Even though I did not get the “southern Mexico” version of some of the food, I thought a lot of it was typical of central or northern Mexico. The white cheese, sauces, and chiles used were all high quality ingredients that the Mexican people enjoy without worrying about the region of their origins.

It is well worth seeking out the type of Mexican food served here that is so rarely found in the United States. Even the Tex-Mex versions of the dishes are quite notable, and in some cases have made it worth my trip to Adobe Grill. The interior and southern Mexico style food, though, are always interesting and add variety to Oklahoma City’s Mexican food dining scene.


Cuisine: Mexican
Cost: $$$
Hours: Open Daily except Sat. lunch and Sun. dinner
Accessible: Yes
Smoking: No smoking
Alcohol: Beer, Sangria

Chile Index: chile 4

Most Recent Visit: Nov. 28, 2008

Number of Visits: 4

Best Items: Tacos de Gilberto, Enchiladas with poblano sauce, Buñuelos

Special Ratings

star 5 Cheese Enchilada Poblano sauce
star 4 Cheese Enchilada Chipotle sauce
star 4 Cheese Enchilada with Mole
star 5 Cheese Enchilada Plain
star 5 Chile Relleno
star 5 Tacos de Gilberto
star 4 Tamales Azteca
star 3 Rice
star 5 Whole Beans
star 5 Chips
star 5 Salsa several varieties
star 5 Flour Tortillas
star 5 Buñuelos

Sweetery Eatery–Oklahoma City, OK

Sweetery Eatery (Closed)
12301 N. May Ave.
Oklahoma City, OK
Cuisine: Sandwiches
Hours: Lunch only (closed Sun.)

The Sweetery Eatery is a small sandwich and lunch restaurant, but is probably best known for the “sweet” side of the menu. So far the bakery items are the only portion of the restaurant’s offerings I have tried, but I think they are well worth mentioning.

Lemon bar

Lemon bar

The Lemon Bar had just about every feature I could hope for in a good dessert. First of all was the powdered sugar which was satisfying not only in terms of flavor but also because of its texture. The bar had a subtle lemon flavor that seemed more natural than artificially flavored, and all in all this sweet concoction really hit the spot.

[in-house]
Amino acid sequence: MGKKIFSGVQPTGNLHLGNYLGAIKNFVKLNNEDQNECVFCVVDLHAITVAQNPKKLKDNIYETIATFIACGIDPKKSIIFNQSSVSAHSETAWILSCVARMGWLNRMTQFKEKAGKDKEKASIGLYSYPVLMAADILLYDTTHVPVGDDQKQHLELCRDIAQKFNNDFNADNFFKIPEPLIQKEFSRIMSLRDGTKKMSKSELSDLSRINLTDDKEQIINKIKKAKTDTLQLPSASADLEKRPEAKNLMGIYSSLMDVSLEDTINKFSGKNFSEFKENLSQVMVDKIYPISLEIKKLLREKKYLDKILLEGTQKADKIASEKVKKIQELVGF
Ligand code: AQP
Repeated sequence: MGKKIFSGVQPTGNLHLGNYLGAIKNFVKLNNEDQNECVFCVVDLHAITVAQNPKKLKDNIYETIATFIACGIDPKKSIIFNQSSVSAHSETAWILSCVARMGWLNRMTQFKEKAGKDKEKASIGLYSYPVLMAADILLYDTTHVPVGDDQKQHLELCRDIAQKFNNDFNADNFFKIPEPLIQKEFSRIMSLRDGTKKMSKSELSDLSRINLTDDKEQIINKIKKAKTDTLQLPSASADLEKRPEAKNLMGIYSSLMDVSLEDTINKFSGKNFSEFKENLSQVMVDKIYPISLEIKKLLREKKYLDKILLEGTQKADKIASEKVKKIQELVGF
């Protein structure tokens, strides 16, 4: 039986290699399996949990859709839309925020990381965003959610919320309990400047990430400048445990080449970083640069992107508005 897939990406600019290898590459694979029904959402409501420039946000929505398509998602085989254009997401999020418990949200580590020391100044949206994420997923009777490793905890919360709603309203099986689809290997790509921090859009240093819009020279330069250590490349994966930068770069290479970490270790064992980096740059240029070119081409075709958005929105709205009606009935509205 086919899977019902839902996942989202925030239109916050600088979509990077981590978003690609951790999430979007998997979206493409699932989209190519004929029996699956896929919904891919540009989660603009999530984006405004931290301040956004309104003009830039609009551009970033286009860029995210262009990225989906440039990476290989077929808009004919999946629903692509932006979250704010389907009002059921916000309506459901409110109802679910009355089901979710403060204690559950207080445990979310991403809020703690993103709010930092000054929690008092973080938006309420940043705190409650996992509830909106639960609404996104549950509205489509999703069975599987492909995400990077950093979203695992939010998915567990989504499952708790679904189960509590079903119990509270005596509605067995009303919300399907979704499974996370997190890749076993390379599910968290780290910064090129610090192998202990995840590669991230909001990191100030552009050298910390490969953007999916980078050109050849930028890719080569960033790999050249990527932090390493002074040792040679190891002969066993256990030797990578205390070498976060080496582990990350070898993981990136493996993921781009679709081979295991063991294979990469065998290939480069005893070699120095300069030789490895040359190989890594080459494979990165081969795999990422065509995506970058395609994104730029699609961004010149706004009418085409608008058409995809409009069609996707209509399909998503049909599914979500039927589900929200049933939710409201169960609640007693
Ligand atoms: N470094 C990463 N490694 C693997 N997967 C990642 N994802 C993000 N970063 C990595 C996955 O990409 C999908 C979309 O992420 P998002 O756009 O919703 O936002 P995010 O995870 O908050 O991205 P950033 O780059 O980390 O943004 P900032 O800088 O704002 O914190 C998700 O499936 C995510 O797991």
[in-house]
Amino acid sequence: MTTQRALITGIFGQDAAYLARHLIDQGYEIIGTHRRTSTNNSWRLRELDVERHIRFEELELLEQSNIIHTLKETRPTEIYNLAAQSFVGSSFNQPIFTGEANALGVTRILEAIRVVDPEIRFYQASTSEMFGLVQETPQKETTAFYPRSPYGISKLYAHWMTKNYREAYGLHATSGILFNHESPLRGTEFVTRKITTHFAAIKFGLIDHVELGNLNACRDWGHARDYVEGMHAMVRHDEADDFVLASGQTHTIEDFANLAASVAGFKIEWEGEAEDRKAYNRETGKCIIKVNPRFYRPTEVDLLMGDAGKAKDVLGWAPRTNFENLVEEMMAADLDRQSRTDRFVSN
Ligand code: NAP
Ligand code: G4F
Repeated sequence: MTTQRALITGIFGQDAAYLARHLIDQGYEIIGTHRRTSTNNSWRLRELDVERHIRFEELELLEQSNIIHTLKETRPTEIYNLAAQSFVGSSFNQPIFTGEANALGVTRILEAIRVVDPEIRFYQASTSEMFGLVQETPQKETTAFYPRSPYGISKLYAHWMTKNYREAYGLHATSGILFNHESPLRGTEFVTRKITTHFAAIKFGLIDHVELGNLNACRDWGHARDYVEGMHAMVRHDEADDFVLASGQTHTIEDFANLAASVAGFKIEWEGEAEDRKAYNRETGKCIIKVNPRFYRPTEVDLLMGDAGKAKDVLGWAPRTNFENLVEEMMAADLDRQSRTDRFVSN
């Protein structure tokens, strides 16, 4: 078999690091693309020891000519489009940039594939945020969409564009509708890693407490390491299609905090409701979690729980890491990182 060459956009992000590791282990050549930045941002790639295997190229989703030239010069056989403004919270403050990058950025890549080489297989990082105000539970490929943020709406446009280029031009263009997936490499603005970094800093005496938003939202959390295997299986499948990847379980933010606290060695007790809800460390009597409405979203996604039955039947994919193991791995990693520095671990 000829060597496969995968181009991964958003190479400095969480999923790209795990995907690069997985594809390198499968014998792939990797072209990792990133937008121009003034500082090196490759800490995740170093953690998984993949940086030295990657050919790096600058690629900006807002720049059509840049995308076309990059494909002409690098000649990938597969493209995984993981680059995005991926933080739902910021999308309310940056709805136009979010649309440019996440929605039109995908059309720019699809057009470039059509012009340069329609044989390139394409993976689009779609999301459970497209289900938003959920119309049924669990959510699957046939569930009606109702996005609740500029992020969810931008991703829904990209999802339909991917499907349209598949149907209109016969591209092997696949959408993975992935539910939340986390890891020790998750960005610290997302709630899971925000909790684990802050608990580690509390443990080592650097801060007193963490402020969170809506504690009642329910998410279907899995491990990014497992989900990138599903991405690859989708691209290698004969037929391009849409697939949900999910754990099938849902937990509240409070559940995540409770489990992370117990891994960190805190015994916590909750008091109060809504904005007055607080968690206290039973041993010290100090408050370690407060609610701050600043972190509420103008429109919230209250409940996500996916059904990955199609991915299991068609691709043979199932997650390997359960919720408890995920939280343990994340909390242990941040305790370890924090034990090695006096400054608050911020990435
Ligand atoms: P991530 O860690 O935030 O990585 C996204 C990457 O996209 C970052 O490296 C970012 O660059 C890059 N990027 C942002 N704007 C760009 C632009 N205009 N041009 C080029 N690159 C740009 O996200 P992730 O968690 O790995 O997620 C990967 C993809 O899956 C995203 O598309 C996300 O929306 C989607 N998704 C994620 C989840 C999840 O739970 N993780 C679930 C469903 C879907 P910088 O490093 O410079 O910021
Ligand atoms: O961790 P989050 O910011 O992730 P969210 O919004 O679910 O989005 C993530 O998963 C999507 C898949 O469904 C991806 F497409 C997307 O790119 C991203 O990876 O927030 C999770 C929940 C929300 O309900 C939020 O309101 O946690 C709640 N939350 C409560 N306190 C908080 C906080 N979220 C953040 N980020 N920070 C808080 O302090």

Key lime tart

Key lime tart

The Key Lime Tart looked more interesting visually, but I was a little bit less impressed with it in terms of flavor. The lime flavor was possibly a little bit too subtle, and for me it did not come through as much as the lemon flavor had done in the lemon bar. The rest of it, though, was an excellent combination of textures and flavors.

Of course there is much more to sample, but this was a very good start. It seemed that the desserts here were about as good as anywhere I have tried.

Sweetery Eatery is open until 6:00 p.m. weekdays and 3:00 p.m. on Saturday, and serves both lunch and brunch. Of course, what I can recommend from first hand experience is some goodies to either eat there or to take home.



Cuisine: Sandwiches
Cost: $

Most Recent Visit: *

Number of Visits: *

Best Items: Desserts

Special Ratings

star 5 Lemon Bar
star 4 Key Lime Tart

Smithsonian Article on Oklahoma City’s Little Saigon

The March 2016 issue of the Smithsonian Magazine has a very interesting article on Oklahoma City’s Vietnamese community, with an emphasis on the Vietnamese food served in Oklahoma City’s “Little Saigon.”  The area around Classen Boulevard between N.W. 23rd Street and N.W. 34th is officially called the Asian District, but the Smithsonian article correctly points out how the Vietnamese refugee community was instrumental in founding it and turning it into the attraction it has become today.

One idea set forth in the article is that the Asian people have a food culture.  A quote in the article by the owner of Super Cao Nguyen Market is illustrative of this point:

We’re all big foodies.  We eat, sleep, dream food.  When some customer comes to us with an idea for some product we should carry, the first thought that pops into our head is, “That sounds delicious.”

In other words, the people behind the good Asian restaurants and supermarkets work hard to make it that way, and this comes from a very strong attention to food that may even range to an obsession with it.

Another very interesting point in the article is how Vietnamese chefs are at the forefront of innovation in developing Asian fusion cuisine and constantly trying to re-invent what Vietnamese cuisine itself should mean, at least as it exists in America.  I had already seen the fusion aspect of it in restaurants like Monsoon in Seattle, and now it is taking hold in Oklahoma City in restaurants such as Guernsey Park.  Chef Vuong Nguyen of Guernsey Park has now moved on to open Bonjour, a restaurant that is not Vietnamese but which obviously has a Vietnamese influence along with the French fusion typically found in it.

I like the direction Vietnamese cuisine is taking, because rather than trying to Americanize the food they are keeping the authentic cuisine and adding fusion concepts to it.  This is in contrast to Chinese food, which was so Americanized when most of us were growing up that I have a hard time every trying to describe to people what authentic Chinese cuisine is supposed to be.  I think Chinese restaurants are now following the Vietnamese pattern though–you can get the authentic version, the Americanized version (there is a little bit of Americanization in some Vietnamese food also), or the fusion version (I have not seen much of this in Chinese food but I know it exists).